How long does it take to regain speech after a stroke?
My uncle had a stroke two months ago. His recovery has been good so far. The stroke affected his right side slightly but the worst part is that his speech is gone. He can say a fey words like yes, no and ok. Its very hard to talk to him and he gets upset when he can't talk back. I was just wondering how long does it usually take for his speech to come back?
Unfortunately, speech disturbance is one aspect that recovers slowly, if ever. In general, recovery from a stroke is not as predictable as it is in other diseases. Take for example a broken arm: you set the bone, place a cast, wait a few weeks, and the bone recovers. In stroke, although improvement from the initial symptoms is the rule, there is a tremendous amount of variability in the degree of progress. Although some patients return to normal, many others make only modest strides, and some have little or no improvement. In general, the vast majority of recovery is seen in the first 6 months after the stroke, although people often tell stories of continued recovery out to 2 years.
As a speech pathologist who specializes in speech/language therapy post-stroke, I can tell you that there is no quick or easy recovery of communication function. I recommend a speech evaluation to determine diagnosis, (there are several tyes), and prognosis. It is not accurate or fair to compare one person's recovery to another, due to the many variables affecting speech/language, including: location and extent of brain trauma ,age and health, and how quickly and frequently speech services are implemented. Good luck!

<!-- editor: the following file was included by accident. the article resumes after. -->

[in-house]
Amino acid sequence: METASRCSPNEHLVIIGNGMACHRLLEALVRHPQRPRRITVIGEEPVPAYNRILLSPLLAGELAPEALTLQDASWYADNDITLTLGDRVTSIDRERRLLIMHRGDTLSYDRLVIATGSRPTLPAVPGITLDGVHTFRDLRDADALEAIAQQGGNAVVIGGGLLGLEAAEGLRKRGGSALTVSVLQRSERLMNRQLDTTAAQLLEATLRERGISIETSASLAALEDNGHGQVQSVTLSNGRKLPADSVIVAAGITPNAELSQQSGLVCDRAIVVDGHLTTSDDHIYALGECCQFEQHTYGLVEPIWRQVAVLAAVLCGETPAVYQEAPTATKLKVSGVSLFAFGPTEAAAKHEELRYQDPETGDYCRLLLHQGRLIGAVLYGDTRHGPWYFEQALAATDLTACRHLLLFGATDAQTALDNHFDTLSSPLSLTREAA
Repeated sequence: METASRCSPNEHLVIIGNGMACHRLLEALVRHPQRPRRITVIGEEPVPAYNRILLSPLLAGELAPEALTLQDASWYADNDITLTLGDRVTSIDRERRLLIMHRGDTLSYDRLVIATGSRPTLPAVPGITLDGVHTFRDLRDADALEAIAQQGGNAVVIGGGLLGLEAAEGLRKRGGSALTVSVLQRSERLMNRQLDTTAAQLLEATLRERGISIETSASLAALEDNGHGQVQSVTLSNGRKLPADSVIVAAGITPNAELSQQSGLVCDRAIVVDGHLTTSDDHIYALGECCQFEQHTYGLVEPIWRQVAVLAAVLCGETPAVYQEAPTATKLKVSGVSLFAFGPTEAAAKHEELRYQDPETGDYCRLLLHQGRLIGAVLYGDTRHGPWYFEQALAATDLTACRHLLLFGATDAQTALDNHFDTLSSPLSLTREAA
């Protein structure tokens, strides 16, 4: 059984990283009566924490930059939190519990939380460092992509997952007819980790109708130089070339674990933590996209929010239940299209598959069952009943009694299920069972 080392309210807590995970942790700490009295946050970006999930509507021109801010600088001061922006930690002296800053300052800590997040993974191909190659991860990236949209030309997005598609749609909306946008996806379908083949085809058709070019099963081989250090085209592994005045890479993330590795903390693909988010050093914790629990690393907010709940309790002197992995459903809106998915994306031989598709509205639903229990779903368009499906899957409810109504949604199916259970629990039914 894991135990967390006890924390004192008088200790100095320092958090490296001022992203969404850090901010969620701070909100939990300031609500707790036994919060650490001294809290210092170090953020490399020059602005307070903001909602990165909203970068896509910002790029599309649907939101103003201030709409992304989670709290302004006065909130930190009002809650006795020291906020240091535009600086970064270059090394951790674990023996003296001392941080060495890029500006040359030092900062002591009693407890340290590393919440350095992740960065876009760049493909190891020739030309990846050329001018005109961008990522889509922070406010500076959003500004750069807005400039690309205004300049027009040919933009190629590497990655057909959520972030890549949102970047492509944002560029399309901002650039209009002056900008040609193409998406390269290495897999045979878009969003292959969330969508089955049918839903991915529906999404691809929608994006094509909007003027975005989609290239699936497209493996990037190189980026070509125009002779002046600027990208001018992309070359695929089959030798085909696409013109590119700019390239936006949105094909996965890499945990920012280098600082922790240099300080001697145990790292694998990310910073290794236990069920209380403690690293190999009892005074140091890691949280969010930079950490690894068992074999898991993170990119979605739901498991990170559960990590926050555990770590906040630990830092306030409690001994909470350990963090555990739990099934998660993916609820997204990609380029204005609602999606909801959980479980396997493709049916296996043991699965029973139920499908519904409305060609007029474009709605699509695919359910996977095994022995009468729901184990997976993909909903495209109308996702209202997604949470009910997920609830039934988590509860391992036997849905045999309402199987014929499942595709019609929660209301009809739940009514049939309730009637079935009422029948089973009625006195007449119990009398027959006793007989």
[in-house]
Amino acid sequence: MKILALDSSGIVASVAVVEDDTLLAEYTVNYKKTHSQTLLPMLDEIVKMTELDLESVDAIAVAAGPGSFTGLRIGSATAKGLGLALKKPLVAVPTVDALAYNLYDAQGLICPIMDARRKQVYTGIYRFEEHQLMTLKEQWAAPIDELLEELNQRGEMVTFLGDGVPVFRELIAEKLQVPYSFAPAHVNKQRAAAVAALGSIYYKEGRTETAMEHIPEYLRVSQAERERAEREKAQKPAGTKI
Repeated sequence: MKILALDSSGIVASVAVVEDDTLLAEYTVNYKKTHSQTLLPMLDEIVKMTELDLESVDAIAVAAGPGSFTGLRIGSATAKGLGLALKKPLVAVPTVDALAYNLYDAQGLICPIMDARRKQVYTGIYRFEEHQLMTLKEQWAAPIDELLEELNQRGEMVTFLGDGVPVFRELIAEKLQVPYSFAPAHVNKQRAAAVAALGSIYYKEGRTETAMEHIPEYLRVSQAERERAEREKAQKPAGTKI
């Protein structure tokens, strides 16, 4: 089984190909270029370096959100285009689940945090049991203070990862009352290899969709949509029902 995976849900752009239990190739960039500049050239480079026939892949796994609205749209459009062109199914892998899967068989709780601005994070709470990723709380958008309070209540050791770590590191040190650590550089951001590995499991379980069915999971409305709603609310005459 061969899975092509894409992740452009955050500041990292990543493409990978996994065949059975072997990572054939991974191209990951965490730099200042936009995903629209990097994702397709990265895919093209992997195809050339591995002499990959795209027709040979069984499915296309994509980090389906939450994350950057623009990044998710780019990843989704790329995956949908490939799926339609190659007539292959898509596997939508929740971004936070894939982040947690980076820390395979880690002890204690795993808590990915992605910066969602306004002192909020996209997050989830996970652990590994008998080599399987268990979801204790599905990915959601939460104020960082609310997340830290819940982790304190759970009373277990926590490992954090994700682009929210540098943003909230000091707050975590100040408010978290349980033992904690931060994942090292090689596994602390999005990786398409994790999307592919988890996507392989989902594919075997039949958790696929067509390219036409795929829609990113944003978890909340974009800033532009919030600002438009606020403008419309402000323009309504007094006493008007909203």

it helped a little.
My mom had a stroke September 2009, she left the hospital after 6 weeks with very little speech, just yes/no, the rest was a nonsensical. Today, almost 18 months after her stroke, 6 months of outpatient speech therapy and she continued speech therapy at a local university's speech clinic. Her improvments have slowed down but she continues to get additional speech back. We are able to have telephone conversations, chat during dinner (mostly w/ leading questions from me) and she can communicate how she is feeling. The speech is still choppy but we are learning to live with our 'new normal'. Keep the faith and a positive attitude...and practice, practice, practice.
My mother had a massive stroke May 2011, 11 hours had past before she was found having the stroke. My mom is 68 years of age with heart disease and 3 types of cancer. The stroke affected the right side leaving a large portion of her brain damaged, so I was told by her Neurologist. She is unable to walk or talk or do much of anything for herself without my assistance. Mom went through a year of speech therapy which basically helped us to communicate better using gestures. She is able to make sounds and that's it. I recently asked her doctor if he thought she would ever be able to talk again and his honest opinion was that after 2 years and with very little progress, it would take a miracle but not impossible. Some people go years without speaking and miraculously begin to speak, so I'm still hopeful this will be my mothers case. This disability still frustrates her at times but she's learning to cope with it.